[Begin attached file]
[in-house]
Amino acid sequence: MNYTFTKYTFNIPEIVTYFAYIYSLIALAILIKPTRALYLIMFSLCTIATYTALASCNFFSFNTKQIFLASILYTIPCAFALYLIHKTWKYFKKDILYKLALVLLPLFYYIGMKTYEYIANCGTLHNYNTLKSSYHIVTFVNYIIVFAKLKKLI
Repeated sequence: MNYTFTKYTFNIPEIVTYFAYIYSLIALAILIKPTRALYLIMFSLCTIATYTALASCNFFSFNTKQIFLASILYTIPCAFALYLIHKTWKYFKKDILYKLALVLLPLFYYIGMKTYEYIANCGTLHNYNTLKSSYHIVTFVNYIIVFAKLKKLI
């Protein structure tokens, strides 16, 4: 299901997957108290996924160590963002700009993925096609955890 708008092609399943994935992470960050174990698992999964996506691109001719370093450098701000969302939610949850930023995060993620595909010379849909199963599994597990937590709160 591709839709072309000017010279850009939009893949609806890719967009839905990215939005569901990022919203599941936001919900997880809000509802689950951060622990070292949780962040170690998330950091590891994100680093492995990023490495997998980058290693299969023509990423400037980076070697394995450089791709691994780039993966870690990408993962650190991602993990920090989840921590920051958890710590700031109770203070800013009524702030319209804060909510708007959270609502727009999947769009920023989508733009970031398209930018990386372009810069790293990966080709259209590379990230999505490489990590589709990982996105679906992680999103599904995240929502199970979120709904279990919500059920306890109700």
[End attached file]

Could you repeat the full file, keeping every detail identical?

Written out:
[in-house]
Amino acid sequence: MNYTFTKYTFNIPEIVTYFAYIYSLIALAILIKPTRALYLIMFSLCTIATYTALASCNFFSFNTKQIFLASILYTIPCAFALYLIHKTWKYFKKDILYKLALVLLPLFYYIGMKTYEYIANCGTLHNYNTLKSSYHIVTFVNYIIVFAKLKKLI
Repeated sequence: MNYTFTKYTFNIPEIVTYFAYIYSLIALAILIKPTRALYLIMFSLCTIATYTALASCNFFSFNTKQIFLASILYTIPCAFALYLIHKTWKYFKKDILYKLALVLLPLFYYIGMKTYEYIANCGTLHNYNTLKSSYHIVTFVNYIIVFAKLKKLI
């Protein structure tokens, strides 16, 4: 299901997957108290996924160590963002700009993925096609955890 708008092609399943994935992470960050174990698992999964996506691109001719370093450098701000969302939610949850930023995060993620595909010379849909199963599994597990937590709160 591709839709072309000017010279850009939009893949609806890719967009839905990215939005569901990022919203599941936001919900997880809000509802689950951060622990070292949780962040170690998330950091590891994100680093492995990023490495997998980058290693299969023509990423400037980076070697394995450089791709691994780039993966870690990408993962650190991602993990920090989840921590920051958890710590700031109770203070800013009524702030319209804060909510708007959270609502727009999947769009920023989508733009970031398209930018990386372009810069790293990966080709259209590379990230999505490489990590589709990982996105679906992680999103599904995240929502199970979120709904279990919500059920306890109700």